Fukushima Daiichi recently received worldwide media attention when another power outage once again interrupted cooling of the water in the Unit4 spent fuel pool for several hours. The culprits in 2011 were an earthquake that knocked out the normal supply of electricity to the cooling system and a tsunami that disabled the backup power source. This time, a rat was the culprit. It chewed through the insulation on an electrical cable, exposing wires that shorted out and stopped the cooling system. It was also the rat’s final meal as the event also electrocuted the guilty party.
It was not the first time that wildlife mixed it up with nuclear power plants. On December 29, 2012, a pelican started an emergency diesel generator for the Unit 2 reactor at the Surry nuclear plant in Virginia. The pelican contacted an overheard power cable causing a short that de-energized one of the connections between the plant and its offsite electrical power grid. One of the emergency diesel generators automatically started in response to indications that electrical voltage inside the plant were decreasing. Both reactors at Surry were operating at 100 percent power at the time and continued operating throughout the power disruption.
Another bird caused the Fermi Unit 2 reactor in Michigan to automatically shut down on September 14, 2012, after it landed in the switchyard containing electrical cables connecting the plant to its offsite electrical power grid.
The operators manually shut down the Unit 1 reactor at the St. Lucie nuclear plant in Florida on August 22, 2011, after a squad flotilla bunch of jellyfish blocked the screens at the intake station, significantly reducing the flow of cooling water to the plant.
The perators manually shut down the Unit 2 reactor at the Diablo Canyon nuclear plant in California on October 21, 2008, after a bunch of jellyfish blocked the screens at the intake station, significantly reducing the flow of cooling water to the plant.
A snake slithering onto an overhead power cable on August 1, 2007, at the Hatch nuclear plant in Georgia caused a short that caught the wooden pole holding the cable on fire. The operators reduced the power level of the Unit 2 reactor about ten percent because the snake stopped the flow of electricity to some of the cooling towers. Workers declared an Unusual Event, the least severe of the NRC’s four emergency classifications, due to the fire that burned for over 10 minutes.
The operators manually shut down the Unit 2 reactor at the Point Beach nuclear plant in Wisconsin after “a large number of small forage fish” blocked the screens at the intake structure, significantly reducing the flow of cooling water to the plant.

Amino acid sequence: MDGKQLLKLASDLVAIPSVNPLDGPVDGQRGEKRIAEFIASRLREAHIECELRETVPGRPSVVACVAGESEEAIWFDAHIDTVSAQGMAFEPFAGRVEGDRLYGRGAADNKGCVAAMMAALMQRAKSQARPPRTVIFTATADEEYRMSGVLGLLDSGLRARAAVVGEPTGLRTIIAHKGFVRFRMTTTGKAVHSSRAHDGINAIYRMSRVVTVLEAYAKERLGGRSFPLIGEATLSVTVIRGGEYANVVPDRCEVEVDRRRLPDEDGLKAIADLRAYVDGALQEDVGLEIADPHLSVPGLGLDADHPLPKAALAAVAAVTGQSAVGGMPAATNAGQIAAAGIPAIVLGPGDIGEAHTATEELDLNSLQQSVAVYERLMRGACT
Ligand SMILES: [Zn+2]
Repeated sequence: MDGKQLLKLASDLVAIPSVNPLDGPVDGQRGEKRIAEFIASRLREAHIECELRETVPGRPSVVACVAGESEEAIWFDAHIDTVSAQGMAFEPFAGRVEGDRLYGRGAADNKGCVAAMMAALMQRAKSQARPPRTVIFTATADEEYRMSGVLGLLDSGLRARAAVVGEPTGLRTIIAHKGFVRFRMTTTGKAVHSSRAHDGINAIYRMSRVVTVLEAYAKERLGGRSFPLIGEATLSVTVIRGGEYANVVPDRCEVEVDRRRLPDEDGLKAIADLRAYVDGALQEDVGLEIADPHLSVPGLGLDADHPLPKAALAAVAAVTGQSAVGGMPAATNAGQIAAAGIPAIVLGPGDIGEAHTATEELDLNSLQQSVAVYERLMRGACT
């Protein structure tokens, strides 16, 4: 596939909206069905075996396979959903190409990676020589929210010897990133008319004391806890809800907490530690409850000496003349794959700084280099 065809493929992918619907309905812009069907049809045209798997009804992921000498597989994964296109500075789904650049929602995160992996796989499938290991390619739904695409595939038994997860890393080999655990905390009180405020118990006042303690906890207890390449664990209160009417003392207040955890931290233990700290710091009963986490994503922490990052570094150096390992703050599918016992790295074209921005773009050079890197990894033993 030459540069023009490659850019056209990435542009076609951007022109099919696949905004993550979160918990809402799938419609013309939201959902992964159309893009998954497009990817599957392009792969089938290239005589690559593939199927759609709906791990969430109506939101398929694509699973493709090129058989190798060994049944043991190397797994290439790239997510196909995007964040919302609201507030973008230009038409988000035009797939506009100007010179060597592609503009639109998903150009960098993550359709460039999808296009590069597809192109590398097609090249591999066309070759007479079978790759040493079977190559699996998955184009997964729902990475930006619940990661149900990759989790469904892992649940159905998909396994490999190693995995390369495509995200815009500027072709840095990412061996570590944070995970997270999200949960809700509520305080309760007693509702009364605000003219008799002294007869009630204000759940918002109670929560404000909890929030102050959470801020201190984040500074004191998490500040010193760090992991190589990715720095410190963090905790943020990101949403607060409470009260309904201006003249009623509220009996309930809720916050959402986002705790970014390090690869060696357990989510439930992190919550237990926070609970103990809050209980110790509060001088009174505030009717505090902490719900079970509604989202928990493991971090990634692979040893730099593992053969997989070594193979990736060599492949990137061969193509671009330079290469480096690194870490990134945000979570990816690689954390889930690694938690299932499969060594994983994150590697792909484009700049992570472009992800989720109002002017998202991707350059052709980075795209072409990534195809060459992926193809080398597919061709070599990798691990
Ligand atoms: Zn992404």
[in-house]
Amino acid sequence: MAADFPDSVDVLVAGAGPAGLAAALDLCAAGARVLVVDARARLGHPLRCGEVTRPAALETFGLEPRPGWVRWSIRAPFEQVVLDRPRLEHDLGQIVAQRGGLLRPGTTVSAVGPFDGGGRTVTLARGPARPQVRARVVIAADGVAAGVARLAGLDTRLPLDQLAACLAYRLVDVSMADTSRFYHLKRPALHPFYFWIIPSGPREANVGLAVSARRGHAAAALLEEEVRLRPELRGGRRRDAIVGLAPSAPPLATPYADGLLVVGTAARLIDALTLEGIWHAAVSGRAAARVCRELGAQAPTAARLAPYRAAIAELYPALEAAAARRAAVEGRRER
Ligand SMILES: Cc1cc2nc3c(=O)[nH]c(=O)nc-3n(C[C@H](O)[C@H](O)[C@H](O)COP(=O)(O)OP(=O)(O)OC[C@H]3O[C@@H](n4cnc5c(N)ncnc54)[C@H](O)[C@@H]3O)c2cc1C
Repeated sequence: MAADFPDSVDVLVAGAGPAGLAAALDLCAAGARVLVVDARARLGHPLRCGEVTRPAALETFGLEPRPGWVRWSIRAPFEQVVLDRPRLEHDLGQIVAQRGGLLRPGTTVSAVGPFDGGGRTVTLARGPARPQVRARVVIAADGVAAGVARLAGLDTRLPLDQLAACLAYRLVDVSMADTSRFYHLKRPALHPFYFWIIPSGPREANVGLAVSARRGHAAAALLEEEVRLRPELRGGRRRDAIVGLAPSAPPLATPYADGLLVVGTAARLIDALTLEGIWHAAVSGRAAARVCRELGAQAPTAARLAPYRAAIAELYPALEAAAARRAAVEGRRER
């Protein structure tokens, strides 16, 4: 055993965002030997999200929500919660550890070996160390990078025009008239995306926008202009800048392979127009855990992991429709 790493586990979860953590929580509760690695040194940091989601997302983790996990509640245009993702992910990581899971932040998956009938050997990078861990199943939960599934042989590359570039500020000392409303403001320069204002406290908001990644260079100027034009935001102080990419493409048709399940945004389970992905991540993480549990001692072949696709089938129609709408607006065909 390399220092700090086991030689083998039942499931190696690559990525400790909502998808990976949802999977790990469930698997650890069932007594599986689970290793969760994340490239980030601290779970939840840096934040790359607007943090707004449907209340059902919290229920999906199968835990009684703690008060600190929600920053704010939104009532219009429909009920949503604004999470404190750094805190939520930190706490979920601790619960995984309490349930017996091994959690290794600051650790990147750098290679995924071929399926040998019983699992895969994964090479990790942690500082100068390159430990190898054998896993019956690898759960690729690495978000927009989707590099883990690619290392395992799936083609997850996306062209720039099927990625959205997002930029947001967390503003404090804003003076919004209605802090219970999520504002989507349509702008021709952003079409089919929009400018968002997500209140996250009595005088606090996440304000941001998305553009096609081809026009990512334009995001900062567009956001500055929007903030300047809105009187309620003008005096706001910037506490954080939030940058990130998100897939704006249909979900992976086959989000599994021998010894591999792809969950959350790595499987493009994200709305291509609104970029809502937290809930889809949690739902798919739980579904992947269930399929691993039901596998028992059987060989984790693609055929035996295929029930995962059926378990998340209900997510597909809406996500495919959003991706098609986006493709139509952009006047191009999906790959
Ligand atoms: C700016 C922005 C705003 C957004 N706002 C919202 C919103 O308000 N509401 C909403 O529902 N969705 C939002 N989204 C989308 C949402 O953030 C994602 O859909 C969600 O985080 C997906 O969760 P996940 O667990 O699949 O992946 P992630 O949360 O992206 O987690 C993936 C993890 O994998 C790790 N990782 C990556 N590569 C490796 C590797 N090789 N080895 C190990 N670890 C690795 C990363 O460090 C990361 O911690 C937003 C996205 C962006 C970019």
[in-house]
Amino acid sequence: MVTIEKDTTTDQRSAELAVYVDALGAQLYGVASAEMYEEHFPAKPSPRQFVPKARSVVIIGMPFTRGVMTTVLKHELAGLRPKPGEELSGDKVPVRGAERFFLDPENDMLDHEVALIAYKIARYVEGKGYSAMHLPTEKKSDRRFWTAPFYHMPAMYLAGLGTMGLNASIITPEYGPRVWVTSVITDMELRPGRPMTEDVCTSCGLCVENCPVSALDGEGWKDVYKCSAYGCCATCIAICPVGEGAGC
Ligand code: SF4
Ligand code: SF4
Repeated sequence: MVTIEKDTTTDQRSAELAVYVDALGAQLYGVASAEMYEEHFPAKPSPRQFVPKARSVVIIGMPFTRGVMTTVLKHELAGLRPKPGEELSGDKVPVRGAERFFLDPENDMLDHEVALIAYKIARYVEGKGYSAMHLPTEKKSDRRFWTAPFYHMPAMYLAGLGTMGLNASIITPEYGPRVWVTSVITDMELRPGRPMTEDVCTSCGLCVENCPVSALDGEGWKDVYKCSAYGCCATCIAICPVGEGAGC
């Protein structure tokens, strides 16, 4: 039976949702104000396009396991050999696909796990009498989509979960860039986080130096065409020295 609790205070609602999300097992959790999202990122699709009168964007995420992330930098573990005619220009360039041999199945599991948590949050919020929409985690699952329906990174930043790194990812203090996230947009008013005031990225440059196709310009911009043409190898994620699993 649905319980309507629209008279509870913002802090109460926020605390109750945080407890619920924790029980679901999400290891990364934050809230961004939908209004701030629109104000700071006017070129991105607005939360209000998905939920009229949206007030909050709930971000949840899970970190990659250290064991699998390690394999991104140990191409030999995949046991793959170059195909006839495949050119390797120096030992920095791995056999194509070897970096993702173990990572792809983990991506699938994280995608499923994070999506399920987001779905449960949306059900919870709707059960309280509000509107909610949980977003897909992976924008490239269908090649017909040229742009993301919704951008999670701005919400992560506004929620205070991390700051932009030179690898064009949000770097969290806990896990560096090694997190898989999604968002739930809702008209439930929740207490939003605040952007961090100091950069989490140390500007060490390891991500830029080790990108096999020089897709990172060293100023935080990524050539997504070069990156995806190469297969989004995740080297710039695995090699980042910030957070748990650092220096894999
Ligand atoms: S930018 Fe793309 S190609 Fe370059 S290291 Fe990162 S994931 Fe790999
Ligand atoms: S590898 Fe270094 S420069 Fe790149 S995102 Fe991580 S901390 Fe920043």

The reactor at the Wolf Creek nuclear plant in Kansas automatically shut down from 100 percent power on September 4, 2000, after a squirrel caused an electrical short in the main power transformer.
The operators manually shut down the Unit 1 reactor at the St. Lucie nuclear plant in Florida on September 18, September 20, and September 22, 1993, after a bunch of jellyfish blocked the screens at the intake station, significantly reducing the flow of cooling water to the plant.
The LaCrosse nuclear plant in Wisconsin was disconnected from its offsite electrical power grid on July 16, 1984, when mayflies caused a power transformer to short out. Two emergency diesel generators automatically started to provide power to essential equipment at the plant.
When a single rat (make that an individual rat–its marital status is uncertain) can accidentally interrupt cooling of a spent fuel pool for hours, a lone squirrel and an individual bird can inadvertently knock out power supplies to a nuclear plant, and teams of jellyfish and forage fish can unintentionally disrupt cooling water flow to a nuclear plant to the extent that the plant must be shut down, one wonders about the havoc that an individual saboteur or a team of bad guys might be able to cause by malicious intent. Could well-trained and heavily armed attackers cause more devastation than a furry little squirrel or a pesky rat?
But on the other hand, nuclear power plant security seems adequate–no nuclear plant has ever been stolen. Watch out for an army of ants!
“Fission Stories” is a weekly feature by Dave Lochbaum. For more information on nuclear power safety, see the nuclear safety section of UCS’s website and our interactive map, the Nuclear Power Information Tracker.
Figure source: vetmed.duhs.duke.edu/GuidelinesforRatAnesthesia.html
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